While Batman, Superman, Deadpool and Hulk among other comic book heros can be found pretty much at every stall at the Delhi Comic Con, but where the Indian comic book heroes? Not too far for those who seek.
While the presence of Indian content is small yet conspicuous at the 8th Delhi Comic Con, their creators feel the readers need to take indie-comics more seriously.
"I'm hoping it gets better, I'm hoping more people get involved. I hope that people start taking indie-comics more seriously, as opposed to saying 'Oh! We want Marvel and DC'," Anant of Mega Desi Comics told PTI.
With about 200 participants selling different comics, books, apparel and merchandise, Jatin Varma, founder of Comic Con India, acknowledged that superheroes like Batman, Spiderman and Avengers get a lot of excitement as they were very well-known properties.
But, from the Indian perspective, Varma said it was more of curiosity and introduction.
However, Anirudh of Chariot Comics feels that the market has become better since he started in 2012.
"That time (the market) was very limited. We used to shell out a lot of money and burn a lot of it for the past four years, making losses year after year," recalled Anirudh, who is in the field of marketing communication.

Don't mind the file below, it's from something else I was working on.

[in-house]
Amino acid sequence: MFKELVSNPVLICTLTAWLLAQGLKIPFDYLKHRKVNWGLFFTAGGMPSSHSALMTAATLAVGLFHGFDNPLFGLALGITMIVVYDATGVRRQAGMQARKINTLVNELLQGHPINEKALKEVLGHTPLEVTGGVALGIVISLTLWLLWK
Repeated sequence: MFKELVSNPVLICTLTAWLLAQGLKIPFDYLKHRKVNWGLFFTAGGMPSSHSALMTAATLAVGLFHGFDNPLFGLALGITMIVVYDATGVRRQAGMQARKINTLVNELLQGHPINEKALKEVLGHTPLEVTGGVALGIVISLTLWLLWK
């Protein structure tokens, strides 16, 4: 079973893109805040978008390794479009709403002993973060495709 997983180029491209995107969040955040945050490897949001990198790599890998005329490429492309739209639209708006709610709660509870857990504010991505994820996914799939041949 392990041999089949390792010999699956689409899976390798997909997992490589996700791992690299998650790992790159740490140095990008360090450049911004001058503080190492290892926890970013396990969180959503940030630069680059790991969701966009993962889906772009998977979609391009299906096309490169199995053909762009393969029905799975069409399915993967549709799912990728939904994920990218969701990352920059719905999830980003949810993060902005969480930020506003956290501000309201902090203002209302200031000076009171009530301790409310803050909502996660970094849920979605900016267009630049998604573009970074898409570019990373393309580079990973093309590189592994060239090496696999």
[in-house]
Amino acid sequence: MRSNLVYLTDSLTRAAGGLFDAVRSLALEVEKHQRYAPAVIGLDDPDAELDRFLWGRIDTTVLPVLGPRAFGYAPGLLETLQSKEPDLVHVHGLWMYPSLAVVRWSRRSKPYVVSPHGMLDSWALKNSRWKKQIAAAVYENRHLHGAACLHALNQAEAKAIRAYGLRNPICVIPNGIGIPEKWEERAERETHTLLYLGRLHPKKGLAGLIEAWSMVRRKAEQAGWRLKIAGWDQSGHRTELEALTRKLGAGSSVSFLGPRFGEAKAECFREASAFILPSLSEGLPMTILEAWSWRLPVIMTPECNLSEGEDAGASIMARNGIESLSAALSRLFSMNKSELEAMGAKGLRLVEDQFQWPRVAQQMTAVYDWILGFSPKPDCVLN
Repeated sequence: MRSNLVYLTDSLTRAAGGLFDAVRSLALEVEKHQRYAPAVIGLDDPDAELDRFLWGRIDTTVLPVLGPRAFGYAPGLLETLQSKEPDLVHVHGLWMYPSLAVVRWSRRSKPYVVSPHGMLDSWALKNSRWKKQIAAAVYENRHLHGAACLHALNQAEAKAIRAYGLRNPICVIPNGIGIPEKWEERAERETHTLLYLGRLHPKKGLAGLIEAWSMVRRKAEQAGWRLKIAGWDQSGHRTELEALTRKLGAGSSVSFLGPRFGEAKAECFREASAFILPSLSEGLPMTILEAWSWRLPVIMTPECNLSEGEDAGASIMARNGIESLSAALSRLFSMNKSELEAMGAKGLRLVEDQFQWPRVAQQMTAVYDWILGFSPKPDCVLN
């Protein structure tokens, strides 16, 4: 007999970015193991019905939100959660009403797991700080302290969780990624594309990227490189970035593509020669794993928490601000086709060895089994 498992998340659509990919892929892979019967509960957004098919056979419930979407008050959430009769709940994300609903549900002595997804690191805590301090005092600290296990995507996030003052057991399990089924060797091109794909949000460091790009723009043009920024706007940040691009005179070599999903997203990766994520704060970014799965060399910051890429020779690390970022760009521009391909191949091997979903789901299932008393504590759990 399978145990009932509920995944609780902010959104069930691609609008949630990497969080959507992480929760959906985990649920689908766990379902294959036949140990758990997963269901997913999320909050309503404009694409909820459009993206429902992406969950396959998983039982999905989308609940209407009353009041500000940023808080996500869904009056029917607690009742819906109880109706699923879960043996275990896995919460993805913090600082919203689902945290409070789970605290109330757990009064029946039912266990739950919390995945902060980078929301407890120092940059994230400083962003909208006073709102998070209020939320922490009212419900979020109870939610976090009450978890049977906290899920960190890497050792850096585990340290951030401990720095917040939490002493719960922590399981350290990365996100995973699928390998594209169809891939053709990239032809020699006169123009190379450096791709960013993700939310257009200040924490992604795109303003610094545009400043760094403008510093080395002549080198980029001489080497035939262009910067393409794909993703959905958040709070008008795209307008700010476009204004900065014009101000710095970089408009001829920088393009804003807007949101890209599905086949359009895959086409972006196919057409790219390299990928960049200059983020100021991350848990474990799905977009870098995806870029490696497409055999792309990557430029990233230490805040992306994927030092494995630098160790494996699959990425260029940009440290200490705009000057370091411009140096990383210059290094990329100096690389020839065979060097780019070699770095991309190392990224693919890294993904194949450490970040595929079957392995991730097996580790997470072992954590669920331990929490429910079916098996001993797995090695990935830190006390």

It has got better, although not sizeable, but it is increasing day by day, Anirudh said, adding that they were operationally break-even now.
"We wish it were larger, we wish people would look at more Indie-comics."
Meta Desi Comics and Chariot Comics, which are participating under the banner of ICBM Comics; Chennai-based Blaft Publications, which sells translations of Tamil pulp fiction, are some of the Indian comics creators at the ongoing pop-culture extravaganza.
Illustrator Rahil Mohsin, too, felt people's interest was actually picking up.
"There is a lot of potential, there is a growing readership. People are willing to contribute and invest in a local creator's work," Mohsin said, who is from Bangalore and is setting up his own stall at the event for the first time.
Rakesh of Blaft Publication rued that the heyday of writing pulp fiction was in 80's and 90's before television got everywhere.
"Sometimes, I'm a little sad that people don't look towards the local artists and the local authors so much."
Talking about the future of pulp fiction, he said, "People will keep making crazy things... Whether (the) people will buy them (or not), we'll have to see."
The Delhi Comic Con will come to an end on December 9.
(This story has not been edited by Business Standard staff and is auto-generated from a syndicated feed.)